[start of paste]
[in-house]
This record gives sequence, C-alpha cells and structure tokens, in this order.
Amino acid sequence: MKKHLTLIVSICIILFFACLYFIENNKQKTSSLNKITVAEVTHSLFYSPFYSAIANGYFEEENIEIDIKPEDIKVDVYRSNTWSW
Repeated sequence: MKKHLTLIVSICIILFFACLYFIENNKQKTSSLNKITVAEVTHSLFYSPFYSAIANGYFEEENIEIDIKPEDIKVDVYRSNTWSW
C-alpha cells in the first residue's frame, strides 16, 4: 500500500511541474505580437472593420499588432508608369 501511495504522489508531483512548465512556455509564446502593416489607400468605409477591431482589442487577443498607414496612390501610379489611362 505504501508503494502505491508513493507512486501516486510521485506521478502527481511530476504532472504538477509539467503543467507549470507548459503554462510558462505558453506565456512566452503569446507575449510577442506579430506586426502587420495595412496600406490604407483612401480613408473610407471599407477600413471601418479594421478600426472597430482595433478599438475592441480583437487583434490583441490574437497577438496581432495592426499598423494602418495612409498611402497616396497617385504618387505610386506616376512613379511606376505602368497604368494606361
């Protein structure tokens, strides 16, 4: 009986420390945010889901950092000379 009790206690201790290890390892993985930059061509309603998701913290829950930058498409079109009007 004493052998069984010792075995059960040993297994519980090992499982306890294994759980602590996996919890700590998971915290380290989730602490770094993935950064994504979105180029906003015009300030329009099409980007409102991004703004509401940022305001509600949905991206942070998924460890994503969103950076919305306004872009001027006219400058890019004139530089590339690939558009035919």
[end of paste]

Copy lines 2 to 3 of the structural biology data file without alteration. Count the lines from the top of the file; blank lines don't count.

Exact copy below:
This record gives sequence, C-alpha cells and structure tokens, in this order.
Amino acid sequence: MKKHLTLIVSICIILFFACLYFIENNKQKTSSLNKITVAEVTHSLFYSPFYSAIANGYFEEENIEIDIKPEDIKVDVYRSNTWSW